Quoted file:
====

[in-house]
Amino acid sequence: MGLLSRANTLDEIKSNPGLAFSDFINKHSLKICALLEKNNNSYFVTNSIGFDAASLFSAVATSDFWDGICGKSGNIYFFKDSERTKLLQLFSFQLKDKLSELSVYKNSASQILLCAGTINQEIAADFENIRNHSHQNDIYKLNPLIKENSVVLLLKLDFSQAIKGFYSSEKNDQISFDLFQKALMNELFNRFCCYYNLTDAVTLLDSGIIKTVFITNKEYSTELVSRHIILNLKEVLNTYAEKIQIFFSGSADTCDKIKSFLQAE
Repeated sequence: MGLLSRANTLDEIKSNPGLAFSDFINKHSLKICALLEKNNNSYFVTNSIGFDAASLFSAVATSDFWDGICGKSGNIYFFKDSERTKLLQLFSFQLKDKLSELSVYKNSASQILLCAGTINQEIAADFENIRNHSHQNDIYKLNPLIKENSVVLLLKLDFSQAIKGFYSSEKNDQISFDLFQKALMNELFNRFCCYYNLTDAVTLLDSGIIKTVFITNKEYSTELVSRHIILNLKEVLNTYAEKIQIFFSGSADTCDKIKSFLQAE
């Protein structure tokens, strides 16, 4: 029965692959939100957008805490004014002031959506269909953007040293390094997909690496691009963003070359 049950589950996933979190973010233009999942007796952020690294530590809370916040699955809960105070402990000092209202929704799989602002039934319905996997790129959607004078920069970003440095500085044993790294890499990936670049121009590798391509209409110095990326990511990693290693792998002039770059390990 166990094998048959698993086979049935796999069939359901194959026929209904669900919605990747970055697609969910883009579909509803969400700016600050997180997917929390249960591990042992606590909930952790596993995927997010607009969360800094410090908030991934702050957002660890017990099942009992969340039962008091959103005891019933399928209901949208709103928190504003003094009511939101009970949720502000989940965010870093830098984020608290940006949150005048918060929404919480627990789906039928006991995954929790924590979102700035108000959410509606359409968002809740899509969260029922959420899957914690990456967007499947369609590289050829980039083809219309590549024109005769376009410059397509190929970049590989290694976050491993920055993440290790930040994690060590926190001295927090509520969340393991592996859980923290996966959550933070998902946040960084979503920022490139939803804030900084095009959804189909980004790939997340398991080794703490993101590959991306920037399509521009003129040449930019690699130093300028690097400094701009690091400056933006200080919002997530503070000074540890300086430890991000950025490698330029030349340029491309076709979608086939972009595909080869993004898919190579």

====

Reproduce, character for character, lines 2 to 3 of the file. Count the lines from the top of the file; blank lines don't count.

Amino acid sequence: MGLLSRANTLDEIKSNPGLAFSDFINKHSLKICALLEKNNNSYFVTNSIGFDAASLFSAVATSDFWDGICGKSGNIYFFKDSERTKLLQLFSFQLKDKLSELSVYKNSASQILLCAGTINQEIAADFENIRNHSHQNDIYKLNPLIKENSVVLLLKLDFSQAIKGFYSSEKNDQISFDLFQKALMNELFNRFCCYYNLTDAVTLLDSGIIKTVFITNKEYSTELVSRHIILNLKEVLNTYAEKIQIFFSGSADTCDKIKSFLQAE
Repeated sequence: MGLLSRANTLDEIKSNPGLAFSDFINKHSLKICALLEKNNNSYFVTNSIGFDAASLFSAVATSDFWDGICGKSGNIYFFKDSERTKLLQLFSFQLKDKLSELSVYKNSASQILLCAGTINQEIAADFENIRNHSHQNDIYKLNPLIKENSVVLLLKLDFSQAIKGFYSSEKNDQISFDLFQKALMNELFNRFCCYYNLTDAVTLLDSGIIKTVFITNKEYSTELVSRHIILNLKEVLNTYAEKIQIFFSGSADTCDKIKSFLQAE